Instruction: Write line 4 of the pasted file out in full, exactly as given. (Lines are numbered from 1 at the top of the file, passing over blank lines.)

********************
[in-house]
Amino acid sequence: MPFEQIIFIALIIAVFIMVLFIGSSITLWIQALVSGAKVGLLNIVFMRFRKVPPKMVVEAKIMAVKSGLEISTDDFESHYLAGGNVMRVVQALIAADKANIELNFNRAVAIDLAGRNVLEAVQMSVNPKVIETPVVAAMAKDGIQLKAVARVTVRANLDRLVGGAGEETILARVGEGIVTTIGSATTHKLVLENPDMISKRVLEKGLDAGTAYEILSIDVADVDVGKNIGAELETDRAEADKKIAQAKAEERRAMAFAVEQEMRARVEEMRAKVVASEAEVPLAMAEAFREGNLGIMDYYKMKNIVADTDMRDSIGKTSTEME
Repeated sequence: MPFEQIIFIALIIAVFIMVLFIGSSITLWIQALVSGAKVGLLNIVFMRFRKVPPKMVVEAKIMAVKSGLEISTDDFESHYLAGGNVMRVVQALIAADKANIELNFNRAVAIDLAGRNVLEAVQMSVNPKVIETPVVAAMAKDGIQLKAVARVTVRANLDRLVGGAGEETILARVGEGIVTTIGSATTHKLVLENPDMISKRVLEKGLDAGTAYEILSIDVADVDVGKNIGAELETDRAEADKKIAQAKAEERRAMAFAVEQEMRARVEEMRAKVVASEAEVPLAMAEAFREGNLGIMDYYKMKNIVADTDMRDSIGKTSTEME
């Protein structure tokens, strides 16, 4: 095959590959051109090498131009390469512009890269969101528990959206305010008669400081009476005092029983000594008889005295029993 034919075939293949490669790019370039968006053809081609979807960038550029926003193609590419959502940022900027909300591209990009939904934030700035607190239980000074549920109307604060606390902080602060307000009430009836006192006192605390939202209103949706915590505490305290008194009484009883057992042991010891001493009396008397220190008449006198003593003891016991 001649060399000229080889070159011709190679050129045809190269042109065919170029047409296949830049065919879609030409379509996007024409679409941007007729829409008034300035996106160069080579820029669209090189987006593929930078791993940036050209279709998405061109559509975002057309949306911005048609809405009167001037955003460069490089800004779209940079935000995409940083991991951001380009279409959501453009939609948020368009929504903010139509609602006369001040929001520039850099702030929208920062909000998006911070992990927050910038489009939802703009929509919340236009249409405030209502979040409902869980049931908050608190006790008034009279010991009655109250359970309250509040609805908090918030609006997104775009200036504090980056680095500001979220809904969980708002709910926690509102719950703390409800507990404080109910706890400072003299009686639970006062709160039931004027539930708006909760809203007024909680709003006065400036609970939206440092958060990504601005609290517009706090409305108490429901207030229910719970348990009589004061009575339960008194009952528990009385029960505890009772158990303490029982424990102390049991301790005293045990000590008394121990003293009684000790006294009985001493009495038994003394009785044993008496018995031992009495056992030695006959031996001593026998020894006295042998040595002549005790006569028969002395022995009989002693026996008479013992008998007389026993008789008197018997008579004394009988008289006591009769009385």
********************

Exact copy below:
């Protein structure tokens, strides 16, 4: 095959590959051109090498131009390469512009890269969101528990959206305010008669400081009476005092029983000594008889005295029993 034919075939293949490669790019370039968006053809081609979807960038550029926003193609590419959502940022900027909300591209990009939904934030700035607190239980000074549920109307604060606390902080602060307000009430009836006192006192605390939202209103949706915590505490305290008194009484009883057992042991010891001493009396008397220190008449006198003593003891016991 001649060399000229080889070159011709190679050129045809190269042109065919170029047409296949830049065919879609030409379509996007024409679409941007007729829409008034300035996106160069080579820029669209090189987006593929930078791993940036050209279709998405061109559509975002057309949306911005048609809405009167001037955003460069490089800004779209940079935000995409940083991991951001380009279409959501453009939609948020368009929504903010139509609602006369001040929001520039850099702030929208920062909000998006911070992990927050910038489009939802703009929509919340236009249409405030209502979040409902869980049931908050608190006790008034009279010991009655109250359970309250509040609805908090918030609006997104775009200036504090980056680095500001979220809904969980708002709910926690509102719950703390409800507990404080109910706890400072003299009686639970006062709160039931004027539930708006909760809203007024909680709003006065400036609970939206440092958060990504601005609290517009706090409305108490429901207030229910719970348990009589004061009575339960008194009952528990009385029960505890009772158990303490029982424990102390049991301790005293045990000590008394121990003293009684000790006294009985001493009495038994003394009785044993008496018995031992009495056992030695006959031996001593026998020894006295042998040595002549005790006569028969002395022995009989002693026996008479013992008998007389026993008789008197018997008579004394009988008289006591009769009385």